A man on his bike, with the trail to himself, there are only a few members of the media watching, but when the same trails play host to the Glasgow 2018 European Championship in August, he expects things to come alive.
The 24-year-old five-times British champion navigated the same country park in 2014 as a member of the Scottish Commonwealth Games squad and he knows how encouraging a large Scottish crowd can be.
“I’m hoping it will be similar to Glasgow 2014 when we had a big crowd watching. It is really good fun competing in front of a home crowd at a big event, although, to be honest, I wasn’t really aware of the difference back then. But having done two Games since 2014 [representing GB at the Rio Olympics and Scotland in this year’s Commonwealths in the Gold Coast], it has made me appreciate having friends and family and Scottish supporters there. It definitely adds a bit to the race and makes it more exciting. It is cool to be climbing up the hill and see a few of your mates there. When we are away competing all over Europe, you are surrounded by race friends, so it’s great to be at home and feel so many people behind you. It gives you that little bit extra and helps you get going.”
Ferguson still has to book his place on the start line, with a busy schedule of World Cup events and the British Championships over the next couple of months providing him with the platform needed to impress the selectors, and, as a fan of the multi-sport concept, he is going to be doing everything he can to impress.
“It is really exciting to have so many sports here on in the city at the same time. It will create a great Games atmosphere and having mountain biking involved is important. It opens up all the sports to a wider audience and, hopefully, a lot of people will come out to watch the mountain biking as it is a free event.”
The legacy of the 2014 Games has been ongoing investment in the mountain-bike trails at Cathkin Braes, and having familiarised himself with the tweaks to the competition course, Ferguson is positive that it can pose a few questions when Europe’s elite turn up.
“There is a lot of climbing and they have added a new section which adds to the track.As well as the changes to the start/finish section, they have added a rock garden and some different bits through there and it is a brilliant place to come mountain biking.”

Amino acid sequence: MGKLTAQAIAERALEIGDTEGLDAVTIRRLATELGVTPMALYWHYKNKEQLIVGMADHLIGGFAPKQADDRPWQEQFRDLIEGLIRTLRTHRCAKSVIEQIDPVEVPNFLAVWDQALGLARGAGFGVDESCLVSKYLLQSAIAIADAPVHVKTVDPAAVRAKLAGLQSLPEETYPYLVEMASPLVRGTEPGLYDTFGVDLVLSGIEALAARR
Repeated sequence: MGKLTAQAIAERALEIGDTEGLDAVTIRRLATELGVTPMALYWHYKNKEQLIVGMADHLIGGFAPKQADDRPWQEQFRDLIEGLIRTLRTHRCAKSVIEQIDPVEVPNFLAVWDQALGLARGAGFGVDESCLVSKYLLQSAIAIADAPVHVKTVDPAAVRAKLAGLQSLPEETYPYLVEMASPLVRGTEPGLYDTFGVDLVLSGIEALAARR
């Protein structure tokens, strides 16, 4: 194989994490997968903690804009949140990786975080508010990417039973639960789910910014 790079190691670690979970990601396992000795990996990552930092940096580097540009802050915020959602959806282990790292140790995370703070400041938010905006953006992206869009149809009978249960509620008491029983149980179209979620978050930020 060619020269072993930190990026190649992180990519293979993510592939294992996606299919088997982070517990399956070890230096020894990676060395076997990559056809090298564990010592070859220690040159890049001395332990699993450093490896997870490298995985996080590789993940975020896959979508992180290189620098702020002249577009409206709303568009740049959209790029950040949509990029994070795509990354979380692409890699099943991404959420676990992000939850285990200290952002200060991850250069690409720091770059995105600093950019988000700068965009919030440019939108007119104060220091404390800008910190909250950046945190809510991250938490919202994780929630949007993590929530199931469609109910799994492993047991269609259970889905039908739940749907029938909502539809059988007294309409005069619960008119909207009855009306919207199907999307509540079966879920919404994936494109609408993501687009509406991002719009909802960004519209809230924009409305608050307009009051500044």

Every course is different, with some favouring the quick and the brave and others proving kinder to the more technical riders. Some have more ups and downs – quite literally – while others are a tougher mental challenge. In August, the riders will sample a little bit of everything.,
“This one is mostly man made and it is fast, but they have also added some root features and rock gardens, so it will be technical. Riding it flat out you will soon start feeling it and that is when it becomes even more technical.”
In front of a home crowd, Ferguson is hoping for a ride of experience. Finishing ninth in Gold Coast was laudable but it was not the performance he had headed down under in search of. Fifth in Glasgow four years earlier, he had hoped for similar, or even an improvement, instead he crossed the line five minutes off the winning time set by New Zealand’s Samuel Gaze.
“I was a bit disappointed afterwards, but I just need to make sure I don’t make the same mistakes again and try to learn from the experience.”
In Australia, it was the Kiwis who dominated the top slots, with competitors from South Africa, Canada and the host nation nipping in ahead of the Scot. Those will all be absent from the Europeans in August, but that doesn’t mean it will be any easier.
“Mountaining biking in Europe is massive, so, although New Zealand won’t be there, we will be up against the top Europeans. The current world champion and the current Olympic champion will be there and Switzerland and France are big nations in this sport, so they bring a lot of firepower to a race like this. It won’t be easy. It is going to be an elite field.”